Grim forecast made for Block newspapers
Even if unions at the Pittsburgh Post-Gazette and its sister paper in Ohio agree to contract concessions, the papers might be sold if losses from weak advertising and circulation are greater than cost savings, a credit rating service said.
The outlook was offered by Standard & Poor's, New York, in a report that downgraded the credit rating of Block Communications Inc., parent company of the Post-Gazette and The Blade in Toledo.
Moody's Investor Service, another ratings firm, downgraded Block's credit rating because of high debt, higher than expected losses at its two newspapers and uncertainty over labor negotiations, according to a report this month.
Block, based in a Toledo suburb, has threatened to sell both papers if it does not win contract concessions to stem the losses.
Allan Block, chairman of Block Communications, could not be reached for comment.
The threat of selling the Post-Gazette and The Blade comes at a time when large-city newspapers are losing advertising revenue, largely due to the consolidation of department stores, said John Morton, a newspaper industry analyst in Silver Spring, Md.
"Newspapers have become the equivalent of commodities, trading around like pork bellies," Morton said.
While Moody's would not estimate the value of the Post-Gazette and Blade, newspapers companies typically sell for higher levels based on the cash they generate than other types of companies, said Mark Gray, a Moody's analyst.
"There's always a local interest -- someone ... who wants to control the editorial content," Gray said of the attraction of newspapers to potential buyers.
But not all big-city newspapers are holding their value. The McClatchy Co. this week sold the Star-Tribune of Minneapolis for $530 million, less than one-half the $1.2 billion it paid for the paper eight years ago. McClatchy benefited from a $160 million tax break.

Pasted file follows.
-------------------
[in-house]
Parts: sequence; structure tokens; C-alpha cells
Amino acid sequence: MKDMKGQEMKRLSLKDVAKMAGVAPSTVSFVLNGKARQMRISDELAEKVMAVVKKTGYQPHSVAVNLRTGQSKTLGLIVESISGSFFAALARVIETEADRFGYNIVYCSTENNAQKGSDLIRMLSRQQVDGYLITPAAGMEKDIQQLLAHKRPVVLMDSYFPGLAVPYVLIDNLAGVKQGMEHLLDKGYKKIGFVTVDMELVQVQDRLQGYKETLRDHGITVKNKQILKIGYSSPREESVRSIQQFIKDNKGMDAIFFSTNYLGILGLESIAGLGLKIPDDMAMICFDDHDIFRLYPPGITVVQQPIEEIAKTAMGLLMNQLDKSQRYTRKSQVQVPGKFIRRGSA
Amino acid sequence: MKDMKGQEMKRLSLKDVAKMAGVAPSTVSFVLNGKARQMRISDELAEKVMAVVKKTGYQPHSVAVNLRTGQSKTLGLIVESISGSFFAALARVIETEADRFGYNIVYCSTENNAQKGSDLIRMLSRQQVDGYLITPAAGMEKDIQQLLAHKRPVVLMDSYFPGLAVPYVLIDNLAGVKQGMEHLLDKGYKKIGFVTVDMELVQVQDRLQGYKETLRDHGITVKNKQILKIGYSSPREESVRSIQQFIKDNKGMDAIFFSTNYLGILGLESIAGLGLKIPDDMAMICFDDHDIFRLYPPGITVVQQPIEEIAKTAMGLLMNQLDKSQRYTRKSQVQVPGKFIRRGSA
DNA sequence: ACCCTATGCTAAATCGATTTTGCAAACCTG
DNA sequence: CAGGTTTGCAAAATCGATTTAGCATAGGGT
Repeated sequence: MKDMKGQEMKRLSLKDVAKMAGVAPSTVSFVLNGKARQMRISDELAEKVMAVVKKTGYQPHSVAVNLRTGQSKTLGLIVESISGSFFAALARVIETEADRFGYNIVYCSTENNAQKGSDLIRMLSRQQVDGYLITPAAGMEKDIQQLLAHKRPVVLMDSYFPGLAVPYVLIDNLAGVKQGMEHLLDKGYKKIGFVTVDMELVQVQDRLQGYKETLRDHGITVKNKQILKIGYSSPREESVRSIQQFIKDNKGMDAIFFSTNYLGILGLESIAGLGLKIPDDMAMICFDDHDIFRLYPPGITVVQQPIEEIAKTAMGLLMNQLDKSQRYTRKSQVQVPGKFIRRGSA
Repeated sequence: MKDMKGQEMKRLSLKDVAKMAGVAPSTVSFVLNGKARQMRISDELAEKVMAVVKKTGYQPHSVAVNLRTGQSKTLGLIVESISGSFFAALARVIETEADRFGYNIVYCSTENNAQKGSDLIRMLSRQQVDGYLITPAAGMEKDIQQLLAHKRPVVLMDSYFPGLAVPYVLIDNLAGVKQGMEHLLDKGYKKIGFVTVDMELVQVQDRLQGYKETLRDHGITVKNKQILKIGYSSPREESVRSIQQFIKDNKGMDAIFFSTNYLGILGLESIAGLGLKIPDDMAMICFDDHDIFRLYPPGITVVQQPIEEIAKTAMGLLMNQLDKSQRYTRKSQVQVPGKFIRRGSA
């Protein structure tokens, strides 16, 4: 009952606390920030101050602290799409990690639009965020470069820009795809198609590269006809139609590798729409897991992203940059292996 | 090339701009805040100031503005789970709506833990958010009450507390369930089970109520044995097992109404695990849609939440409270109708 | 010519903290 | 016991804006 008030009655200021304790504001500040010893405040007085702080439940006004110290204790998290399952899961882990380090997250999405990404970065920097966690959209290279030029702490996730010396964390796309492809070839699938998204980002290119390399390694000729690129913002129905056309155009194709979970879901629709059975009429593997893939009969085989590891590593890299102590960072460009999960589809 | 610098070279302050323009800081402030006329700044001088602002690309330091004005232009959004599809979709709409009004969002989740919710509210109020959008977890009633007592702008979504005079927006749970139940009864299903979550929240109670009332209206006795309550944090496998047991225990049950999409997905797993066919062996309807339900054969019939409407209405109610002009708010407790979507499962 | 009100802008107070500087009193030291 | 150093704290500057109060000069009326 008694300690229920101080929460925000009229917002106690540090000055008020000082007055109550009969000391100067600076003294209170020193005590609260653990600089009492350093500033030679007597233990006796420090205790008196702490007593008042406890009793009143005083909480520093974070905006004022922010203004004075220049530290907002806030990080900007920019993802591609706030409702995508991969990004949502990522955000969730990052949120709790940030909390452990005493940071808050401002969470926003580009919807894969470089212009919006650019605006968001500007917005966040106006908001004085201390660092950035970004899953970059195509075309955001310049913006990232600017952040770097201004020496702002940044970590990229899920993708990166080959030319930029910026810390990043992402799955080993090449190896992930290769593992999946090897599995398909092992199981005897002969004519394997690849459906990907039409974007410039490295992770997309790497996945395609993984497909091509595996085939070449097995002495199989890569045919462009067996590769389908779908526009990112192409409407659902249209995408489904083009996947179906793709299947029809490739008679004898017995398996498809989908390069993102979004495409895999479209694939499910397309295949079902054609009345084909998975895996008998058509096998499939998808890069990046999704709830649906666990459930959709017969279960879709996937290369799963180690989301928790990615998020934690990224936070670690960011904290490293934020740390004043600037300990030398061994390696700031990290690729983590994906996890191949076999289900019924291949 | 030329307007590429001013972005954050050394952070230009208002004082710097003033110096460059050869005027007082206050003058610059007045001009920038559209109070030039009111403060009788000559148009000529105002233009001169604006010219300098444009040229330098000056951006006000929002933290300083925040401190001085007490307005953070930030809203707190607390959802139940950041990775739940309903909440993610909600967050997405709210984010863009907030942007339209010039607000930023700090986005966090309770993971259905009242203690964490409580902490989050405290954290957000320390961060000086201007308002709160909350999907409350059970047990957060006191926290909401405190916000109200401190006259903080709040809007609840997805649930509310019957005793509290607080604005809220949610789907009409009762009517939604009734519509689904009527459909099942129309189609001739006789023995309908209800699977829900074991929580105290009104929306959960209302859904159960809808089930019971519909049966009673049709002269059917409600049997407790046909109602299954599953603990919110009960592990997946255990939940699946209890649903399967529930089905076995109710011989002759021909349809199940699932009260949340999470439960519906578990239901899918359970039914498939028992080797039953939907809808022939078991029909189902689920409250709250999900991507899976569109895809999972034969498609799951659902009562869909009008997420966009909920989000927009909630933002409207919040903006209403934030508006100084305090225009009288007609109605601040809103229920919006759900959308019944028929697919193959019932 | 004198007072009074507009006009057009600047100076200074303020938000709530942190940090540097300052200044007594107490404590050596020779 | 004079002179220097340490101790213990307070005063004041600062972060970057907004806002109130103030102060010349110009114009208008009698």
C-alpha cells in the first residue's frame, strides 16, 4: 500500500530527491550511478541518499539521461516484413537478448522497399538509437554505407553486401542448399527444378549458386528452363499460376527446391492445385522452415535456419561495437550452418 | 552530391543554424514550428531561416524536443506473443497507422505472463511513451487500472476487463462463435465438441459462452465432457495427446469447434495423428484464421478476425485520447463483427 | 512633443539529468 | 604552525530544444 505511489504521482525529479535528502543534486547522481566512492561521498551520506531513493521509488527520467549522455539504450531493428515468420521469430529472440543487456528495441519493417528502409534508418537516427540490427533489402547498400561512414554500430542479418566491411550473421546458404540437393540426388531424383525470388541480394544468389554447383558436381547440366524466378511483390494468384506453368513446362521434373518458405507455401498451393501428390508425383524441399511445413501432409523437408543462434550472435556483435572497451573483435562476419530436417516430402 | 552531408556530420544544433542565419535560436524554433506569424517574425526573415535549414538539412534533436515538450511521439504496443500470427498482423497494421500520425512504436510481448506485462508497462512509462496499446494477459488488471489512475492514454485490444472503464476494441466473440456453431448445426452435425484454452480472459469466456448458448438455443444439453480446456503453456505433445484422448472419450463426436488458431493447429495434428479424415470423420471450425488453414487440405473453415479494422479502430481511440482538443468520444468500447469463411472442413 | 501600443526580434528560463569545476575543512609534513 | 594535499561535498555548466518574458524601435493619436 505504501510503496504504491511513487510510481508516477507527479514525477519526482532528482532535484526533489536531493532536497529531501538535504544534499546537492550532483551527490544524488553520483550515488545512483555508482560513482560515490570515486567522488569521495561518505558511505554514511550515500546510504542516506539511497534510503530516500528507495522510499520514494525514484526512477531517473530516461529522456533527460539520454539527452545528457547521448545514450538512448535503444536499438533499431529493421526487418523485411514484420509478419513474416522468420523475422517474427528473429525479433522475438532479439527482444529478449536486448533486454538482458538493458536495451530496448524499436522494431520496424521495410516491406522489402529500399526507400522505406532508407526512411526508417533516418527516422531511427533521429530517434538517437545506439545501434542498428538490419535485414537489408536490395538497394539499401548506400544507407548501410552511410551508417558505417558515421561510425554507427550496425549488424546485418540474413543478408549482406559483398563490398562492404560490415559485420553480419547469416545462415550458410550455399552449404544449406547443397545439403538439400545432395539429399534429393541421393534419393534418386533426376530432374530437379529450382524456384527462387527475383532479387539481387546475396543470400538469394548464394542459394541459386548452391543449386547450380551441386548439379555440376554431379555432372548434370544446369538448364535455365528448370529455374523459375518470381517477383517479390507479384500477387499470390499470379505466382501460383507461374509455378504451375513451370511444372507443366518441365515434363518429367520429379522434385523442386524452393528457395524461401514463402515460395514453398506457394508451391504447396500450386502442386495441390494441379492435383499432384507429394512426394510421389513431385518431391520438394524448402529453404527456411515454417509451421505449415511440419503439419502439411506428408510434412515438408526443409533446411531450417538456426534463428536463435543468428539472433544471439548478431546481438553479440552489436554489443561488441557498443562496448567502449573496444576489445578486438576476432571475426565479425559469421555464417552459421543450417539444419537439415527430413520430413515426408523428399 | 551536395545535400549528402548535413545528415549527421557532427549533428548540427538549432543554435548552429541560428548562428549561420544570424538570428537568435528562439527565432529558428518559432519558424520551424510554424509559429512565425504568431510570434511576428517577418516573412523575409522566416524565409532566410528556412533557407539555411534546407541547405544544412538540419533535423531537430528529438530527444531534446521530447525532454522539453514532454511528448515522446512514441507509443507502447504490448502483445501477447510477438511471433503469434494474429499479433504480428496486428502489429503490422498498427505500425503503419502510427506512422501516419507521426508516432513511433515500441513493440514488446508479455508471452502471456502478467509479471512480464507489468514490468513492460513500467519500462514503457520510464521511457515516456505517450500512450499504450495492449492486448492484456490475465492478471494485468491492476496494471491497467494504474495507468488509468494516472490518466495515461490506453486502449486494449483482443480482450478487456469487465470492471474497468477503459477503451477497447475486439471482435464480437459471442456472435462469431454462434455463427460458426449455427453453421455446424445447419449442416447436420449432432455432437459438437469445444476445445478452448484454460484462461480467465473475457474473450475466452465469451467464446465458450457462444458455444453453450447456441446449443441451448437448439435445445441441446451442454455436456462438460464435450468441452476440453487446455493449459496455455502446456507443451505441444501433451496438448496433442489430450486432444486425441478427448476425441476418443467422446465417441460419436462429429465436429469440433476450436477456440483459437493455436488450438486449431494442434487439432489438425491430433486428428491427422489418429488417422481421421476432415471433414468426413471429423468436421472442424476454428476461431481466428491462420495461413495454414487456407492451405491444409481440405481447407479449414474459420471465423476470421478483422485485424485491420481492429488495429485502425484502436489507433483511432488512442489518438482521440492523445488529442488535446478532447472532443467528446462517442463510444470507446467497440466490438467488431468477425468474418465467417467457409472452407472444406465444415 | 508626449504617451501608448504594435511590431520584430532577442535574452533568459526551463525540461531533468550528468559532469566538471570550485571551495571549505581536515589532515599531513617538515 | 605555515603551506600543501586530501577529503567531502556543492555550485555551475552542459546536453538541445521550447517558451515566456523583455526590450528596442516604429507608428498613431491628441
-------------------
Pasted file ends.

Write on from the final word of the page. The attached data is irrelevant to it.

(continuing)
The buyer was Avista Capital Partners, a New York private equity firm. The deal was Avista's first newspaper purchase, although it was widely reported to have shown an interest in the two Philadelphia newspapers that were sold earlier this year. With the boom in acquisitions of all kinds by private equity firms this year, such a buyer could take a look at the Post-Gazette and The Blade.
The Post-Gazette said earlier this month it is on track to lose about $20 million this year, but its losses could be as high as $25 million. The paper said in September it has lost $23 million since 2003.
Block's publishing business is losing money even though it benefits from having the dominant paper in its markets, Moody's said. The two Block newspapers historically have had low single-digit profit margins, well below industry averages, Standard & Poor's said.
Block's management has indicated it would consider a sale of its newspapers if its cost objectives were not reached in labor negotiations, or if continued weak advertising and circulation trends were to overwhelm any cost savings, Standard & Poor's said.
"Moody's expects the (Block) publishing segments to continue to burn cash until significant revisions are made to the union contracts," Moody's analysts wrote. Contract concessions are needed to improve results, it said. Block derives about 58 percent of its revenue from its newspapers, 29 percent from cable TV and 8 percent from its TV stations, Moody's said.
Block Communications carried $275 million in debt as of Sept. 30, according to Standard & Poor's, which last month slightly downgraded the company's credit ratings from B+ stable to B+, putting it on a credit watch list, with the likelihood of being downgraded further.
Moody's downgraded Block's corporate rating and probability of default rating from Ba3 to B1, warning investors the debt is subject to a high credit risk. Such ratings tell investors the likelihood of debt being repaid.
While uncertainty remains over contract negotiations between the Post-Gazette and 14 bargaining units representing about 1,100 employees, the two sides have agreed to an extension of the Dec. 31 deadline. Unions have said they are willing to work with the Post-Gazette to make it profitable but have balked at the company's demands for changes in longstanding work rules.
The contract dispute at The Blade, where pacts expired in March, has evolved into a bitter battle because management locked out about 215 workers from five unions when its contract offers were not accepted this summer.